Claude Monet's "Impression, soleil levant"Ã¯Â¿Â½ (sunrise) Oil on canvas [48 x 63 cm] The impressionist era lasted from 1872-1880 and when Monet painted "Impression, sunrise"Ã¯Â¿Â½ in 1873, the period had just begun. "Impression, sunrise"Ã¯Â¿Â½ epitomizes impressionistic artwork with its defining style of light playing with objects.
Claude Monet's "Impression, Sunrise"Ã¯Â¿Â½ epitomizes impressionistic artwork with its defining style of fluttery brush strokes and a blurry portrayal of an actual image. The quick, indistinct brush strokes, and the incredible use of light, brings the sunrise to life, time and time again. The light pinks used in the upper background profess the rising sun, while the ship's sails dominate the lower background. The blur of the ships and the sharp, defined area of the sun reflect the opposing significance of each object. The smaller boat in the foreground is one of the only blackened areas in the painting, signifying its importance in the painting.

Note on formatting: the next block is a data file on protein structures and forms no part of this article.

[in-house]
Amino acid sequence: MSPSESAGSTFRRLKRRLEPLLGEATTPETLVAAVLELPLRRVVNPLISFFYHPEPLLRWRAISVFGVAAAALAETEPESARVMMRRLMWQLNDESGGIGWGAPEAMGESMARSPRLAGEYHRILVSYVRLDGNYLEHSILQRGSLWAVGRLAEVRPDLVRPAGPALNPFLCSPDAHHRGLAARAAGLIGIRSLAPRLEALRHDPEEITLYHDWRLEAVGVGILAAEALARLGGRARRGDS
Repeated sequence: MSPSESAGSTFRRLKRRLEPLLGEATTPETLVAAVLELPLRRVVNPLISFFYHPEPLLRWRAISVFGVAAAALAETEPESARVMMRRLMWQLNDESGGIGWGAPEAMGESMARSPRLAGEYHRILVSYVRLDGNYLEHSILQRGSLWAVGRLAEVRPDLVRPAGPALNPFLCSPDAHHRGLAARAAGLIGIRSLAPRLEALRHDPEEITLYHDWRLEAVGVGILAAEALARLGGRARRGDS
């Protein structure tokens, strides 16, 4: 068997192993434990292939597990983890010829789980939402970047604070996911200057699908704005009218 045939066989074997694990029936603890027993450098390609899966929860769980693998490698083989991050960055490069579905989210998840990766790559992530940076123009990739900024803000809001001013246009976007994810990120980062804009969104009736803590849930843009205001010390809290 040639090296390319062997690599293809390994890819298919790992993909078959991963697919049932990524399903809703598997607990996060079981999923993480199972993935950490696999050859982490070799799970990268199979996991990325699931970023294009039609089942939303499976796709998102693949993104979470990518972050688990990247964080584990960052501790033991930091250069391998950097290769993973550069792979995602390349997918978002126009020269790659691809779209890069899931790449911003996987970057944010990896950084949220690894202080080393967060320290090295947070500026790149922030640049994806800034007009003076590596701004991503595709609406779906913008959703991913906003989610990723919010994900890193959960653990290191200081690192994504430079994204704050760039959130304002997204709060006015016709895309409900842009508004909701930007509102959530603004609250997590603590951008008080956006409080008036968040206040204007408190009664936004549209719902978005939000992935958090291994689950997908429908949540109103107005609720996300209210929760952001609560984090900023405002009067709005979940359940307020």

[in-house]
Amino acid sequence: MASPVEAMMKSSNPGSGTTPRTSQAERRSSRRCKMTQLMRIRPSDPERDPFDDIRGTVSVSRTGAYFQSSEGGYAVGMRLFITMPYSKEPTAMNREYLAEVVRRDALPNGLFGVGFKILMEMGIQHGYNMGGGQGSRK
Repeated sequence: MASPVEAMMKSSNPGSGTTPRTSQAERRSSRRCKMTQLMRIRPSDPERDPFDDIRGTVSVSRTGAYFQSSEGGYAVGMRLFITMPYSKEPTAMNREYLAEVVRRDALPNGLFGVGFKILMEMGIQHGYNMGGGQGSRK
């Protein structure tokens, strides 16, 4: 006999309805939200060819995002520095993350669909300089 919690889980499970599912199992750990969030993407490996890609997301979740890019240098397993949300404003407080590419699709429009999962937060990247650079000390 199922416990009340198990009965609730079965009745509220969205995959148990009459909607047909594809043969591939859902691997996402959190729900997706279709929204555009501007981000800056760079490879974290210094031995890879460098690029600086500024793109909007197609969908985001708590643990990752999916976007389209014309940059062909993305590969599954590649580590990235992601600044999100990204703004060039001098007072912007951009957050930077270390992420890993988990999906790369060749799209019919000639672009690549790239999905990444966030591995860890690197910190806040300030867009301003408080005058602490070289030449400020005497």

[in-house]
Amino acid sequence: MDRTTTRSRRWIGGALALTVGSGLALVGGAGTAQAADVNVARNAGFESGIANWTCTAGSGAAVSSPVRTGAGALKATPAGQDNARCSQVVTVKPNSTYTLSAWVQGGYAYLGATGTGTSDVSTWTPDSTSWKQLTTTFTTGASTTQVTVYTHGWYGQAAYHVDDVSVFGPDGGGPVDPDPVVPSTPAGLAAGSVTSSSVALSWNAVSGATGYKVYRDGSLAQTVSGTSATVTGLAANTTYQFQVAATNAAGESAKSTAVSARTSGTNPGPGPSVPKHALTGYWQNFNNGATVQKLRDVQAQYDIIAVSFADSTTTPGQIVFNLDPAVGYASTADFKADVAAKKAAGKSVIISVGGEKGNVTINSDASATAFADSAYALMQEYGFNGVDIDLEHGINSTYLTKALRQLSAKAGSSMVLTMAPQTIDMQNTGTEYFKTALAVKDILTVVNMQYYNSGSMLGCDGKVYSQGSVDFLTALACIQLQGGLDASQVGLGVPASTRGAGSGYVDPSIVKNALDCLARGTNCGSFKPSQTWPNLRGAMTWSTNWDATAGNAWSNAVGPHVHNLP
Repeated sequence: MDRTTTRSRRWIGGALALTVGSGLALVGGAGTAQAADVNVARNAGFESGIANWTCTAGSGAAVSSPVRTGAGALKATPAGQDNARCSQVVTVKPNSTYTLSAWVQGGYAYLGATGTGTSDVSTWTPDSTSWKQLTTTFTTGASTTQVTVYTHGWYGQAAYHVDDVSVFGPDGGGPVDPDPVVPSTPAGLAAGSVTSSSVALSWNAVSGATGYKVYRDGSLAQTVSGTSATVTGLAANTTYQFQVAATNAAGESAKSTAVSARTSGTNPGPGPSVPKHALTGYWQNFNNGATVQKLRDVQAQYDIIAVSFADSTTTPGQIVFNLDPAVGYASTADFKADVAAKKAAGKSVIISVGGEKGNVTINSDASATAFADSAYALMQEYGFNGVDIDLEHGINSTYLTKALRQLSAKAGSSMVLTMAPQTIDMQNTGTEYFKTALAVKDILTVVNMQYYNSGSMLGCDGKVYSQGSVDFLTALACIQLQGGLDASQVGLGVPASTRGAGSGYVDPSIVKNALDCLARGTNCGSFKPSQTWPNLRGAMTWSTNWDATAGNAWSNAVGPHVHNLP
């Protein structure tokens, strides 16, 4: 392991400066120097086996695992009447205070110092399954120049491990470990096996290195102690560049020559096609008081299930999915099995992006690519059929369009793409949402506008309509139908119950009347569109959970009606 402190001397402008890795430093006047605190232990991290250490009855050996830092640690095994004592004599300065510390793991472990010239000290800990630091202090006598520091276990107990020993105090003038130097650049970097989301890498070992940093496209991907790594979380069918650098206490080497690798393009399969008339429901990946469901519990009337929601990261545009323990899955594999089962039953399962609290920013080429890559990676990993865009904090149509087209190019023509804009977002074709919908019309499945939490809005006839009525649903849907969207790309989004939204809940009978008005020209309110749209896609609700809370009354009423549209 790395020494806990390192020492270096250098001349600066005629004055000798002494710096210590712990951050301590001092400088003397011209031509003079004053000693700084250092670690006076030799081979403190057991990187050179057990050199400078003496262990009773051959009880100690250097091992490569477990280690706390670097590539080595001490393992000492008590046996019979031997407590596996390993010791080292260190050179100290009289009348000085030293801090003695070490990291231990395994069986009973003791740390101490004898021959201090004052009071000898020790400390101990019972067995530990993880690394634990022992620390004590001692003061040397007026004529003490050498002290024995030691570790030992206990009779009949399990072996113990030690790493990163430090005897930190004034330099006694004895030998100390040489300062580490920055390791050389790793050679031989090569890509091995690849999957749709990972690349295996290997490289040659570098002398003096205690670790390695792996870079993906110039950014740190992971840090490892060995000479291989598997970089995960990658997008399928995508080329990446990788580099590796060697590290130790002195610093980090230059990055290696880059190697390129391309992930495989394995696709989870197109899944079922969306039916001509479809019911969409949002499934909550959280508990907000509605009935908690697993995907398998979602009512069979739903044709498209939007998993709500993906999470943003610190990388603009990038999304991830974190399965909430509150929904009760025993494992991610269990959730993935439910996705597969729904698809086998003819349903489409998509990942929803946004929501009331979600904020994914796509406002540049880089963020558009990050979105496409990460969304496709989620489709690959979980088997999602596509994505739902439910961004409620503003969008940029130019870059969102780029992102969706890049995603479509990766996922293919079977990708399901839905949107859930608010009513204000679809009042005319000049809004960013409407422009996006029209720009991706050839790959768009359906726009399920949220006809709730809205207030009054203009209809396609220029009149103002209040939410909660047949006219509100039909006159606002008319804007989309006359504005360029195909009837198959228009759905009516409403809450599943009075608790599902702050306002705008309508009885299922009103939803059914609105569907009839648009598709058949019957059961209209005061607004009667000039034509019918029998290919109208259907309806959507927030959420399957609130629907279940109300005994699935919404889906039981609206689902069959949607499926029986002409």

The impressionist era lasted from 1872-1880, so when Monet painted "Impression, sunrise"Ã¯Â¿Â½ in 1873, the period had just begun. A group of painters, including Monet, were criticized for using this style that had been previously labeled "unskilled"Ã¯Â¿Â½. The title of the painting, "Impression, sunrise"Ã¯Â¿Â½ implies that the painting is only an impression of what any real sunrise could be, expressing the idea that only the real thing could be as satisfying. But by giving an impression, it reaches towards providing an implied substitute.
This 1873 painting is oil on canvas and is currently housed in the Musee Marmottan, in Paris. There are some controversies surrounding the date of the piece. Most sources say that Monet created this work in 1873, but in the bottom left-hand corner he wrote 1872. A good number of people believe that Monet created the work in 1873, but he did not date...